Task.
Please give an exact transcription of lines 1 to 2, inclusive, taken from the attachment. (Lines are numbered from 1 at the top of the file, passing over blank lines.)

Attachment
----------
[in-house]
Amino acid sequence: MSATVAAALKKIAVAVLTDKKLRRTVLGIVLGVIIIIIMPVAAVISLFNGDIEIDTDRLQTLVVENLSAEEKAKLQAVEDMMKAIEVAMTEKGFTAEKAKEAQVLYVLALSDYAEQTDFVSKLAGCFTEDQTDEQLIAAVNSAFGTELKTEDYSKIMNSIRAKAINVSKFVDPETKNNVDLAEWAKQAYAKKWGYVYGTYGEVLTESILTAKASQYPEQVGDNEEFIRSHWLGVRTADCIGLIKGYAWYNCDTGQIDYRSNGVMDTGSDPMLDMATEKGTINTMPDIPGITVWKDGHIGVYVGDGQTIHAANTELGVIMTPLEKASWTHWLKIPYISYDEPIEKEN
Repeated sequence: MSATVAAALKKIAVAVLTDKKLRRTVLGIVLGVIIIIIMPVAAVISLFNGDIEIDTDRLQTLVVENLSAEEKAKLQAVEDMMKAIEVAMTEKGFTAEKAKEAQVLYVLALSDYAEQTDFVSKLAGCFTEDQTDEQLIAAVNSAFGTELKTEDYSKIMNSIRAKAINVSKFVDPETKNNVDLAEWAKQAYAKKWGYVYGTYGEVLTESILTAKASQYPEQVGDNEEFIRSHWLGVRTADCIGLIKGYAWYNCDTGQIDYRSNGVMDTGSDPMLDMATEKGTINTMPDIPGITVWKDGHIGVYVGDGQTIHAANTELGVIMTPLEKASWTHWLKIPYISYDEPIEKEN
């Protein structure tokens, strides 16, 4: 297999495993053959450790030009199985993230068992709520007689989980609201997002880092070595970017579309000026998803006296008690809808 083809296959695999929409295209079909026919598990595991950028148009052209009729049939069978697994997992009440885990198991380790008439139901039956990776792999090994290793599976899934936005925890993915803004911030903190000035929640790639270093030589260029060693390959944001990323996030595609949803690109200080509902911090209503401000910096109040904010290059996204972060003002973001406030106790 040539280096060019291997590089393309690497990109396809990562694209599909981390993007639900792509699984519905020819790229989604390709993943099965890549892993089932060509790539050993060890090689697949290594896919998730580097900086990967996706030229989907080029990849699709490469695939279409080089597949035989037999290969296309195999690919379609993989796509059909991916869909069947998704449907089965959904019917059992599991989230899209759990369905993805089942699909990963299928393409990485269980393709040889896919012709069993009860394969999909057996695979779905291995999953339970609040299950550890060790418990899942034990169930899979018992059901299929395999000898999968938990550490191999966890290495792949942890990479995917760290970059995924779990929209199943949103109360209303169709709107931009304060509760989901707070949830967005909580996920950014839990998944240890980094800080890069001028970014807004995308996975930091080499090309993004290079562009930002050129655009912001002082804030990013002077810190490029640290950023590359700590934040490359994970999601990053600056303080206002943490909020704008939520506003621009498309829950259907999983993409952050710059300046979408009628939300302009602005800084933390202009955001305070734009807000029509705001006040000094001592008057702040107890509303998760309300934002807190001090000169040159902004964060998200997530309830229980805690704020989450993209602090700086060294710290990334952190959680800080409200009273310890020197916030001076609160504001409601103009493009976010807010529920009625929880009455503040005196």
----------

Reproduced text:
[in-house]
Amino acid sequence: MSATVAAALKKIAVAVLTDKKLRRTVLGIVLGVIIIIIMPVAAVISLFNGDIEIDTDRLQTLVVENLSAEEKAKLQAVEDMMKAIEVAMTEKGFTAEKAKEAQVLYVLALSDYAEQTDFVSKLAGCFTEDQTDEQLIAAVNSAFGTELKTEDYSKIMNSIRAKAINVSKFVDPETKNNVDLAEWAKQAYAKKWGYVYGTYGEVLTESILTAKASQYPEQVGDNEEFIRSHWLGVRTADCIGLIKGYAWYNCDTGQIDYRSNGVMDTGSDPMLDMATEKGTINTMPDIPGITVWKDGHIGVYVGDGQTIHAANTELGVIMTPLEKASWTHWLKIPYISYDEPIEKEN